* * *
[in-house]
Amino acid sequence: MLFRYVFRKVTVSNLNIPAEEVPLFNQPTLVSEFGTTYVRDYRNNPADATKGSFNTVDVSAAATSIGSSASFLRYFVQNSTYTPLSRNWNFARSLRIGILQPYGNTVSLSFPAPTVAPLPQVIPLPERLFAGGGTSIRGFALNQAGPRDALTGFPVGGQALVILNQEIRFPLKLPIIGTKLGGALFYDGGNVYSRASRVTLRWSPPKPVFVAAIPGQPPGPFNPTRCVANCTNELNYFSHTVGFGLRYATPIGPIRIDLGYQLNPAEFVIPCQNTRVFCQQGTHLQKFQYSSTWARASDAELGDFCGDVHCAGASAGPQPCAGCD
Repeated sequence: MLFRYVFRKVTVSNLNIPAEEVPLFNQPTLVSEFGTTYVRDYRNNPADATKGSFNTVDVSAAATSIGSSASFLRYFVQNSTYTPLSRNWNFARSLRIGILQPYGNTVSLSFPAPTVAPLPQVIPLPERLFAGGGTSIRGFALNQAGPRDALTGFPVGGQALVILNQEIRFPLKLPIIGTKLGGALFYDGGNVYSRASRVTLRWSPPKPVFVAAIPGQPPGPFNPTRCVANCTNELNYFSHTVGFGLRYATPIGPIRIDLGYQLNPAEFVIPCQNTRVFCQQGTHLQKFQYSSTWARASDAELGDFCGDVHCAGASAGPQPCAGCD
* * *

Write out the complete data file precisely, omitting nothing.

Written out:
[in-house]
Amino acid sequence: MLFRYVFRKVTVSNLNIPAEEVPLFNQPTLVSEFGTTYVRDYRNNPADATKGSFNTVDVSAAATSIGSSASFLRYFVQNSTYTPLSRNWNFARSLRIGILQPYGNTVSLSFPAPTVAPLPQVIPLPERLFAGGGTSIRGFALNQAGPRDALTGFPVGGQALVILNQEIRFPLKLPIIGTKLGGALFYDGGNVYSRASRVTLRWSPPKPVFVAAIPGQPPGPFNPTRCVANCTNELNYFSHTVGFGLRYATPIGPIRIDLGYQLNPAEFVIPCQNTRVFCQQGTHLQKFQYSSTWARASDAELGDFCGDVHCAGASAGPQPCAGCD
Repeated sequence: MLFRYVFRKVTVSNLNIPAEEVPLFNQPTLVSEFGTTYVRDYRNNPADATKGSFNTVDVSAAATSIGSSASFLRYFVQNSTYTPLSRNWNFARSLRIGILQPYGNTVSLSFPAPTVAPLPQVIPLPERLFAGGGTSIRGFALNQAGPRDALTGFPVGGQALVILNQEIRFPLKLPIIGTKLGGALFYDGGNVYSRASRVTLRWSPPKPVFVAAIPGQPPGPFNPTRCVANCTNELNYFSHTVGFGLRYATPIGPIRIDLGYQLNPAEFVIPCQNTRVFCQQGTHLQKFQYSSTWARASDAELGDFCGDVHCAGASAGPQPCAGCD